The exhibition dedicated to Italian Still Life from Caravaggio to Eighteenth Century is housed in the monumental premises of Palazzo Strozzi. It is Designed to illustrate the great variety of still life painting in Italy over the span of more than two centuries, through a selection of over two hundred works originating from Italian and foreign museums and from numerous private collections.
The exhibition provides a unique opportunity to admire masterpieces, many of them unknown to the public, which celebrete the beauty and vitality of nature in a triumph of strawberries and cherries, grapes and melons, flowers of every shape and garlands.
It was Caravaggio, the most innovative and original artist of the time and champion of the modern naturalism, who in the last decade of the sixteenth century was the first in Italy to paint flowers and fruit, establishing the still life genre on a theorical plane.
This great artist is represented in the exhibition by a least three important masterpiece: the Boy bitten by a Liazard from the Fondazione Longhi, the Bacchus from the Uffizi and the Lute Player from a private collection.
The exhibition unwinds from the most important Italian city’production, Rome, Naples, Florance, Genoa, Emilia, to the painters, with their faithfull observation of reality, anticipated the nineteenth century’s realist painting.
The exhibition is produced and realized by Firenze Mostre S.p.a.
The triennial project Belvedere dell’Arte by Achille Bonito Oliva is conceived as a major occasion for the rereading of modern and contemporary art in a site which is unique in the world: Forte di Belvedere is a fortress constructed in 1590 to designs by the architect Bernardo Buontalenti and Don Giovanni de’ Medici.
The project is inaugurated this year with Orizzonti, where the title of the exhibition implies the idea of art as a point of flight and of contact, the work as the fulcrum and the threshold. In the splendid garden-terrace outside the Forte Belvedere, Orizzonti sets up a confrontation with history, through the presence of installations specially created by international artists who measure themselves against the formal values of Florence, with its artistic and architectural icons such as the perfect cupola of Brunelleschi, counterpoising to this “classical” horizon twelve new contemporary horizons.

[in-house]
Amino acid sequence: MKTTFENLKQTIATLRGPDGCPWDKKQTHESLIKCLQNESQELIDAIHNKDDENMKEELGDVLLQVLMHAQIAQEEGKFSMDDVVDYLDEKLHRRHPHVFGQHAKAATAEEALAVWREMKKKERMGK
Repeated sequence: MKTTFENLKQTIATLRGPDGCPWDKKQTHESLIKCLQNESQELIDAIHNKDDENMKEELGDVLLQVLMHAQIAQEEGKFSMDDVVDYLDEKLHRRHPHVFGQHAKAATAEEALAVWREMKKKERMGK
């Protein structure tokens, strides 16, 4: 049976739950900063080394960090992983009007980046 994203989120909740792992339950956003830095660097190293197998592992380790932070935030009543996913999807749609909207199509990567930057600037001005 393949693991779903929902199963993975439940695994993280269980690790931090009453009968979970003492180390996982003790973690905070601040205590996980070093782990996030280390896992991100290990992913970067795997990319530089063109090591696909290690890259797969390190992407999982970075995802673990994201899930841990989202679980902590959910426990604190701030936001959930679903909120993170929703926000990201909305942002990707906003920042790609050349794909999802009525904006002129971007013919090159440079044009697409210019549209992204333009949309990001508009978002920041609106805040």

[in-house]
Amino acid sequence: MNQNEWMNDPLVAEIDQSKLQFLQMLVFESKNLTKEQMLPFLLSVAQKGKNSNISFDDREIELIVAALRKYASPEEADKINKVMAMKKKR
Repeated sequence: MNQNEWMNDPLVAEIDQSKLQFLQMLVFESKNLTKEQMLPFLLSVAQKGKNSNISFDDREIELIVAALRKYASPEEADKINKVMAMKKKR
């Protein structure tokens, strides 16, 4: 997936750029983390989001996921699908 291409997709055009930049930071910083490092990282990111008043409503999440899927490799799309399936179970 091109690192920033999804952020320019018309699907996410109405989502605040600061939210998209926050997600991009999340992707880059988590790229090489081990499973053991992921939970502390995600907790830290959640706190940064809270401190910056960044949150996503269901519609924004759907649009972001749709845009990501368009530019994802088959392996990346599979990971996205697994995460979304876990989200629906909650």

The artists invited this year are : Marco Bagnoli, Massimo Bartolini, Loris Cecchini, Tony Cragg, Anish Kapoor, Marisa Merz, Mario Merz, Maurizio Nannucci, Giulio Paolini, Giuseppe Penone, Nancy Rubins and Timet.
Inside the Palazzina of the Forte a photography exhibition will be set up, the “horizon” of which is the fragmented and omnivorous timescale of the news, exemplified by a century of American photographs. The American photography of this century, from Dorothea Lange to Andres Serrano, from Weegee to Nan Goldin, from Garry Winogrand to William Eggleston, from Robert Frank to Jack Pierson and Lauren Greenfield, has always pragmatically immortalised the reality and the society of the country, from the depression of the 30s up to the tragic apocalypse of 11 September.
This review will also include the presentation, for the first time in Italy and in Europe, of 45 portraits taken by Andres Serrano in the aftermath of the attack on the Twin Towers in New York.
The Forte Belvedere houses also an open air cinema, a rewiew of music and poetry with concerts’ full programme and a bar restaurant.
The exhibition La Grande Arte dell’Antico Perù. Capolavori da Chavín agli Inca (The great art of ancient Peru. Masterpieces from the Chavin to the Inca) is focused on an artistic and anthropological presentation of the prehispanic cultures which thrived in what is present-day Peru from 900 BC up to the arrival of the Spaniards in 1532.
Without neglecting the classic archaeological-anthropological approach, for the first time in the world the attributions of the works of art of prehispanic Peru are also tackled, through the display of unique and unrepeatable pieces representing the finest production of the masters of the Andean cultures.
The exhibition, featuring approximately 370 works originating from the most important museums in the world, among the finest and most interesting from the cultures of ancient Peru, is consequently aimed at representing a turning-point in the western perception of Peruvian prehispanic art.
The classic chronological-geographical layout, featuring the presentation of the environment and cultures which thrived in the Peru area, is concentrated in just three sections and will serve to introduce the visitor into a context unknown to him/her, thus providing the essential bearings for proceeding to the discovery of the monographic sections which represent the heart, and in many cases the absolute novelty, of the exhibition.
The connecting link of the exhibition with the city of Florence will be the introductory section which focuses with pride on the role played by Italy, and more specifically by Florence, in recognising the intense humanity and great ingenuity of the works and tools of the Amerindian cultures. On display alongside, for the very first time, will be the most important pieces from the Medici collections of exotica, representing a shining example of the great cultural openness of Florence and of the Medici in a historic period in which ethnocentric prejudices frequently led to the outright rejection of the works of “other” cultures.